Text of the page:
Trim guide
click=menu Trimming the mast, bend, rake, shrouds... Updated: 2008-05-01 Comments

This trim guide aims to provide a basic race trim for the new mast. It is based on many years of racing in the class. Trimming the mast cannot be done too thoroughly. It is easy to ruin a perfectly good mast by sailing with a sloppy trim.

Setting the mast

When setting the mast, there's a few things to remember. Set the cap shrouds first, then the head stay. From here on we don't need the crane. There are two chain plates in each side. The Cap shrouds should be attached to the most forward chain plate. The head stay should be approximately 11,70m. Adjust with toggles. 


The rigging screws should be well greased in "rigging screw oil". It is much easier to trim the rig, if it is possible to tighten the screws by handforce. At high tension there is also risk of cold welding. 

  1. Release cap shrouds, backstays and anything else. Make sure mast is completely ofloaded.
  2. Set cap shrouds so that the mast is vertical, straight and upright (*)
  3. Tighten cap shrouds to max by hand.
  4. Set lower shrouds so that the mast is still vertical, straight and upright. (*)
  5. Tighten lower shrouds to max by hand, then release by 2 or 3 rounds or until the mast does not bend aftwards on the middle.
  6. Pull back stay all the way down. That's approximately 15 centimeters (on the wire) from being released.
  7. Handtighten capshrouds. Check verticality. Apply two to five rounds more on capshrouds using tools.
  8. Release backstay.

When done take a note of the hight of all rigging screws. Save the note for next year.


  1. Look up the mast track. It should be straight. Attach the main halyard to the gooseneck, and look again. 
  2. The mast should point aftwards. Old masts should be prebent. New masts are stronger, and they don't need the prebend. New sails are made for new masts, so normally the mast should be straight. Again attach the main halyard   to the gooseneck and check. Max prebend is 8cm according to class rules.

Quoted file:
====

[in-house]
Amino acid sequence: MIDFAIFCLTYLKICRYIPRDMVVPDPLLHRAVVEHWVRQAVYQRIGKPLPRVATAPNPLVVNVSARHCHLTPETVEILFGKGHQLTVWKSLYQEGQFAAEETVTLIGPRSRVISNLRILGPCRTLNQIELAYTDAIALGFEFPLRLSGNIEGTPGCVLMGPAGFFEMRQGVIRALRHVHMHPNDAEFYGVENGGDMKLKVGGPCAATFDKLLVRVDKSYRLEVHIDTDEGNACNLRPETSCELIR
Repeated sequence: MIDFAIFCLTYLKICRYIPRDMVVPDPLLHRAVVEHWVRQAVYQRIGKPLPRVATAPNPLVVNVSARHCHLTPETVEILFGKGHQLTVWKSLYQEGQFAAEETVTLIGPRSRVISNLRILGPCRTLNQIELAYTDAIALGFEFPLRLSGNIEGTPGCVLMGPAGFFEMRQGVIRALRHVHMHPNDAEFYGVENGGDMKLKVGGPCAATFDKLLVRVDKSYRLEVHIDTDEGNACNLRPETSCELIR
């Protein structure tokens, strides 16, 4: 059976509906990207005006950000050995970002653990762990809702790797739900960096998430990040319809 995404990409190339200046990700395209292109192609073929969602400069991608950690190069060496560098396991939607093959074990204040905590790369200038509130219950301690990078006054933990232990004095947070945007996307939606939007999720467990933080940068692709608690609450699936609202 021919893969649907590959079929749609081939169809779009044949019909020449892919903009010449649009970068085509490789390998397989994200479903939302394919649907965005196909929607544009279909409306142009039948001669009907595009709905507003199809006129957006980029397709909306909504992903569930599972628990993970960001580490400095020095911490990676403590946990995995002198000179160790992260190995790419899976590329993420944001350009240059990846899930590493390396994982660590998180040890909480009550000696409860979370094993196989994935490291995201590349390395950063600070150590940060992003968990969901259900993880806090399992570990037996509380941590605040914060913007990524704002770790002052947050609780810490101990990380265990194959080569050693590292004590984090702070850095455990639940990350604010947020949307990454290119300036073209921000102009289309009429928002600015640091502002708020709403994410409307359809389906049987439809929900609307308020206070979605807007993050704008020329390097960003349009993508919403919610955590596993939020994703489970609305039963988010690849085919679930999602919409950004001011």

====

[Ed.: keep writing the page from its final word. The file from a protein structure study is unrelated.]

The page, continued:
3. The cap shrouds should be very firm - almost as a brick wall. 
  4. The shrouds should be rather soft, but not dangling.
  5. The headstay should be quite hard and it should give a distinct "singing" sound, when firmly hit by a medium sized screwdriver. Hmm. The sound is kinda like firing the guns on the Millenium Falken.)

*) Verify verticality 

Verifying verticality is done using the two ropes, - the spinning pole uphaul (shrouds) and the jib halyard (cap shrouds). Attach a fishweight at the end of the rope and hook it onto the rigging screw, then set the length of the rope so that the weight display is in the middle of the scale. Move the weight from side to side. A less technical approach is to tie something to the end of the rope like - say a liter of Orangina. Swing it over the side at the rigging screw and mark the height with a pencil. Move the bottle to the other side. Measure the distance of the mark to the deck. An even better approach is to simply use the length of the rigging screw. Just set the mast, and trim it measuring the length of the rigging screws. Naturally you should verify that the length of the shrouds match before setting the mast. 

That's it. The mast is now in basic trim. 

Further adjustments will be neccesary. After a week all the tension has bent the boat out of shape, and the rigging screws might need minor re-adjusting. Also, - depending on the sails, local winds and waves, you might need to tune the tension on the lower shrouds. This should be done at sea in order to see the effect. 




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